New EnumPrinterDataEx

Ian Pilcher pilcher at
Mon Feb 12 21:26:40 CST 2001

Dmitry Timoshkov wrote:
> Certainly RegCloseKey and HeapFree can fail if someone will feed garbage to them,
> but if you really know that parameters you pass are valid, there is no reason to
> check the returned values. Please use simple RegCloseKey and HeapFree instead of
> monster macros.

This is certainly something I didn't expect.  I don't want to get into a
religious war over coding style, but I'm not comfortable ignoring the
return value of a function that can fail -- no matter how unlikely that
failure is.

  - I do not really know that the parameters I am passing are valid. OK,
    I'm pretty darn sure in this case, but I guarantee that the day I
    make that assumption will be the day I pass the wrong variable or
    make some similarly stupid mistake.

  - My understanding is that the goal of the Wine project is to reverse
    engineer the Win32 API.  If this is true, the Win32 API documen-
    tation is the "contract" between the author of a function (such as
    HeapFree) and the caller of that function.  Since the documentation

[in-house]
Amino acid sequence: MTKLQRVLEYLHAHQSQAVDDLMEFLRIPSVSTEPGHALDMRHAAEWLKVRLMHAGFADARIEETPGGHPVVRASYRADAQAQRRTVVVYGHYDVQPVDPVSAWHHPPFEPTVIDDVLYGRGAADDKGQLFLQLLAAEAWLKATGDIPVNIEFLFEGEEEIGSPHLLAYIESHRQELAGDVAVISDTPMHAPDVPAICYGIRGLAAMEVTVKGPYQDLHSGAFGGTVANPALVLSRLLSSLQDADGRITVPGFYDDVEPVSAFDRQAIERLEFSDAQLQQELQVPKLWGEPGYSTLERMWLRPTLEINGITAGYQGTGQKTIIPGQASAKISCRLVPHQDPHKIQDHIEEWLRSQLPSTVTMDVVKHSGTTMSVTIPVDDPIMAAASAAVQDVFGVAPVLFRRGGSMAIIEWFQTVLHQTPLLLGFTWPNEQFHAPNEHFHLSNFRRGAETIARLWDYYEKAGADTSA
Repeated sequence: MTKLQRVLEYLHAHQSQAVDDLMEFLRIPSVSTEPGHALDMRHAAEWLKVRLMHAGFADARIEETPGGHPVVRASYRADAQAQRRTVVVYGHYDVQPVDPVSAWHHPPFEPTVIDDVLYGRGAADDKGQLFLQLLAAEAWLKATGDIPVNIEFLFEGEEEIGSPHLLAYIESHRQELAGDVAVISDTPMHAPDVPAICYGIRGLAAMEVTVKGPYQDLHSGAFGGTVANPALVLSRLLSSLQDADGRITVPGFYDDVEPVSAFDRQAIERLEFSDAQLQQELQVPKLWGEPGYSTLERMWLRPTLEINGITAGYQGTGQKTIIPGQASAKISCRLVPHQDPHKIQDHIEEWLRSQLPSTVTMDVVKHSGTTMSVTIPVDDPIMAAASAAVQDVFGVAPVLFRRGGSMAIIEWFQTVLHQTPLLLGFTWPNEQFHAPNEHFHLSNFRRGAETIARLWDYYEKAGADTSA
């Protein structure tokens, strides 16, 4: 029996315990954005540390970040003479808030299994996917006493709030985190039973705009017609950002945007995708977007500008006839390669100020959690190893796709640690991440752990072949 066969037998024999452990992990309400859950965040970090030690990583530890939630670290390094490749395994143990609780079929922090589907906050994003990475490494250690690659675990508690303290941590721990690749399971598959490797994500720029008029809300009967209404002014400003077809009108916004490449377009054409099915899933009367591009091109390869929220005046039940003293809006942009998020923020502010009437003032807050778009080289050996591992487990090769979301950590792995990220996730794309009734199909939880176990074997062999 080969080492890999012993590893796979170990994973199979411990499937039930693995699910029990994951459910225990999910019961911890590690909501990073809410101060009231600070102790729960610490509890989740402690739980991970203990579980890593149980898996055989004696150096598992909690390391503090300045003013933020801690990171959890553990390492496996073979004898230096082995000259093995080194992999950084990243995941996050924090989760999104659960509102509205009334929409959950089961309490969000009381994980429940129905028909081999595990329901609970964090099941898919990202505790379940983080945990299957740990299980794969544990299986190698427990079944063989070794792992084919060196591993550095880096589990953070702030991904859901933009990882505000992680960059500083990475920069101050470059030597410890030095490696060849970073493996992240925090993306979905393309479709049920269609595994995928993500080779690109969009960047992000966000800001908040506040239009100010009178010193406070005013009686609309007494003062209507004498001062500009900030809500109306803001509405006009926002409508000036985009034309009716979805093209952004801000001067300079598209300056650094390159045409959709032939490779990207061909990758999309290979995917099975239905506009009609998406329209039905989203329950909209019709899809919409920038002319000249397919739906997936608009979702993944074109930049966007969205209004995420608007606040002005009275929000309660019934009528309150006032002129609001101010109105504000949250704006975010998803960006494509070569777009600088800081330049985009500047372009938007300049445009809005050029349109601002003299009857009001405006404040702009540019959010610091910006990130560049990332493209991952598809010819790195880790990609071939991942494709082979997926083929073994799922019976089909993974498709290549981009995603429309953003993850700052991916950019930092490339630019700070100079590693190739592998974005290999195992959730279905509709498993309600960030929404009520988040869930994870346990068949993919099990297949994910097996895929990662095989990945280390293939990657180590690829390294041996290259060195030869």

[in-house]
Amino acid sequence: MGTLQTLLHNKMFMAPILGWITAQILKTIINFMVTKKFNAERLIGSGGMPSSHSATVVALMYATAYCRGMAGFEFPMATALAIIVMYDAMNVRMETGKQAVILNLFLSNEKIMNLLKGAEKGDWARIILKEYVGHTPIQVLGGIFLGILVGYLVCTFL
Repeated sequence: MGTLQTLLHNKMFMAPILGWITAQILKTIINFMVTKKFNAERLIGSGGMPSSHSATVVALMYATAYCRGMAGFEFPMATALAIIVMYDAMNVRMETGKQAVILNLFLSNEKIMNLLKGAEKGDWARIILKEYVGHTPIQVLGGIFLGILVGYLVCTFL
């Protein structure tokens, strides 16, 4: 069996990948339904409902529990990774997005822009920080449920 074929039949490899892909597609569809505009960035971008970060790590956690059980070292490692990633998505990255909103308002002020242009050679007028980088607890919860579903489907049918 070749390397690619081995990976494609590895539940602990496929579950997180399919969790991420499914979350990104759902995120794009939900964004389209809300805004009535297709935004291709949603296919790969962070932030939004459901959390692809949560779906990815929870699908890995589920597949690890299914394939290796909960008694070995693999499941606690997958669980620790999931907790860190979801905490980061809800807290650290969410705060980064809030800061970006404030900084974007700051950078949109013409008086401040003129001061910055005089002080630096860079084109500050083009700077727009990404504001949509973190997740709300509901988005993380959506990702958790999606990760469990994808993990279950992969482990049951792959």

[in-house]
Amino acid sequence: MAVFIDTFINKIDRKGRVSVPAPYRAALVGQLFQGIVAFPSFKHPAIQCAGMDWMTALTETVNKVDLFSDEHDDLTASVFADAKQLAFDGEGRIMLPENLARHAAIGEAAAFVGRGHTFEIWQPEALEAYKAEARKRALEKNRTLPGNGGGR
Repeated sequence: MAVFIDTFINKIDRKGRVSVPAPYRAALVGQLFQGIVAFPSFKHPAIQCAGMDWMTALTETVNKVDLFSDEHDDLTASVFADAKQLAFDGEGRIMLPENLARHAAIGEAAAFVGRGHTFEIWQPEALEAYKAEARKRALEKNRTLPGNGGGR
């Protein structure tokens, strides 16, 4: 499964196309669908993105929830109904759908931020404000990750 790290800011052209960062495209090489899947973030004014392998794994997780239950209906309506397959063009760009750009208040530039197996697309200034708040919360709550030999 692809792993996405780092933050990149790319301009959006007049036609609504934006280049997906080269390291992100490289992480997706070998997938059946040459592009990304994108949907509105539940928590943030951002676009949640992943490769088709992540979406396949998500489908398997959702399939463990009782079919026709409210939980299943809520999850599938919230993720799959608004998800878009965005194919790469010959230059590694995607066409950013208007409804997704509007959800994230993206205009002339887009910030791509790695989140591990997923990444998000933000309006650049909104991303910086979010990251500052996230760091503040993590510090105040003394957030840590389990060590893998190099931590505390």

does not mention the circumstances under which the call will fail,
    assuming that it doesn't fail is relying on an undocumented
    behavior.  (Even if I examine the source code of the Wine functions
    that I call and ensure that the current implementations cannot fail
    when I call them, there is no guarantee that this behavior will not
    change in the future.)

  - Consider the actual impact of this check.  In each case it's a
    comparison of a 32-bit return value (presumably a register on all
    platforms) to 0.  Assuming a successful call to the ASCII version of
    this function, this is a total of six comparisons to 0.  If Wine is
    compiled with warnings disabled, the compiler should optimize out
    the comparisons entirely.

As to "monster" macros, I could have written each in one or two lines,
but I have found that C constructs of the "if (!(r = function x)))" form
cause me an inordinate amount of trouble when I have to analyze them
later.  (Note that I am *not* telling other people not to use such
constructs.  I'll respect your coding style, but please grant me the
same courtesy.)  BTW, I chose macros rather than inline functions so
that any warnings generated would show the correct function name.

I hope this clarifies my reasoning somewhat.  Of course it's not
ultimately my decision what gets committed, but I think that the
arguments for checking the return value are compelling, and I think that
the use of macros greatly increases the readability of the code.

Ian Pilcher                                       pilcher at

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